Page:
Stood with my arms out like I was being patted down by a bouncer. My wife sprayed repellant all over me, one limb at a time. Mosquitoes landed down, sucking my blood while they still had time, like swimmers diving down to the bottom of the pool, trying to grab the rock first and swim back up, holding their breaths. I smelled like green absinthe, but at least the bites would stop. The trail path was black with mud, a telltale sign it was slick. We checked our map and took the trail under the power lines that sizzled, flowing with juice for the rich living in the hills nearby. My tennis smacked the mud like bubblegum.
We were on the other side of the greenbelt and man, could I tell. We had to crouch down for 50 yards like miners entering a shaft of bushes with stems and branches bending back, whipping us in the face. We stopped at a couple of spots overlooking the rapids. Spied out some well-known swimming holes, too, and no one really noticed us as we looked on from the other side. I felt like a native from an unknown tribe under cover, curiously watching civilization throwing back beers as they stood in the water, belching and laughing.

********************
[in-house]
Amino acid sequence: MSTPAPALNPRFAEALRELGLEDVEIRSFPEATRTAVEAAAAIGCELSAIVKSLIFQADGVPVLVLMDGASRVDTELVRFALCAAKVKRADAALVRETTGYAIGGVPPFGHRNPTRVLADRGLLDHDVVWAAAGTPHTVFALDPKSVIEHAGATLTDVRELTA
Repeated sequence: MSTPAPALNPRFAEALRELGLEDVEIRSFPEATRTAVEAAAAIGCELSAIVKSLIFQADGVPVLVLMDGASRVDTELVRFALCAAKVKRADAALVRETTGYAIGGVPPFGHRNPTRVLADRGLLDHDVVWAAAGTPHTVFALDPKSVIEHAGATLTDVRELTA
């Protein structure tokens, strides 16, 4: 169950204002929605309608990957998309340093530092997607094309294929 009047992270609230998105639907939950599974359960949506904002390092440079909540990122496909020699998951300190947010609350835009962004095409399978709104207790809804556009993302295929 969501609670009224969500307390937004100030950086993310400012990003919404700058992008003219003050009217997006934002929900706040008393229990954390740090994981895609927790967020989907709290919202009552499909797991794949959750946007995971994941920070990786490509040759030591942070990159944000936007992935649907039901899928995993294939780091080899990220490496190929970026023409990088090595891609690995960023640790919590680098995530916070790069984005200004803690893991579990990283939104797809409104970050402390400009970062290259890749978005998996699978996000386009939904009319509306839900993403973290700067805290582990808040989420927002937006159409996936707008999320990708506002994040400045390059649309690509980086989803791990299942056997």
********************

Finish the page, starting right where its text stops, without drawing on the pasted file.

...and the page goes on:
We hiked further up and found some high-schoolers swinging from a rope into the creek, wrecking-ball style. They wouldn’t even look at us. Pretty obvious we weren’t supposed to be there. They froze. Even their cooler tried not to move as we passed by. Hi!
I was looking for a cliff-overlook by Lost Creek, but I knew it was close to private land, and a barrier of barbed wire. We hiked and noticed every branch, plant, and leaf was wet, dripping with dew. Mold floated in the air like an asteroid belt and hammocks of spider webs sparkled all around us. Our clothes and skin were now damp with instant sweat, the moisture heavy in the air. I slipped trying to climb down some limestone, and fell right on my ass. My CAMELBAK bladder full of water saved my spine from getting split right down the middle by a protruding rock.
We met two boys with their mother right by the Hill of Life waterfalls headed back to their car at Lost Creek. They were all in flip-flops carrying brightly colored floaties and walked straight down the mud puddles without concern. Didn’t even slip. Too tired to care. We let them go ahead of us.
We made it to the top of the hill and the tangled wire of private land that blocked us from our scenic overlook. I looked on and sighed. We returned to the trail and found another overlook of the valley, nonetheless. The purple clouds swirled above us, and I held her close. Pink bunches of wildflowers dotted the hillsides.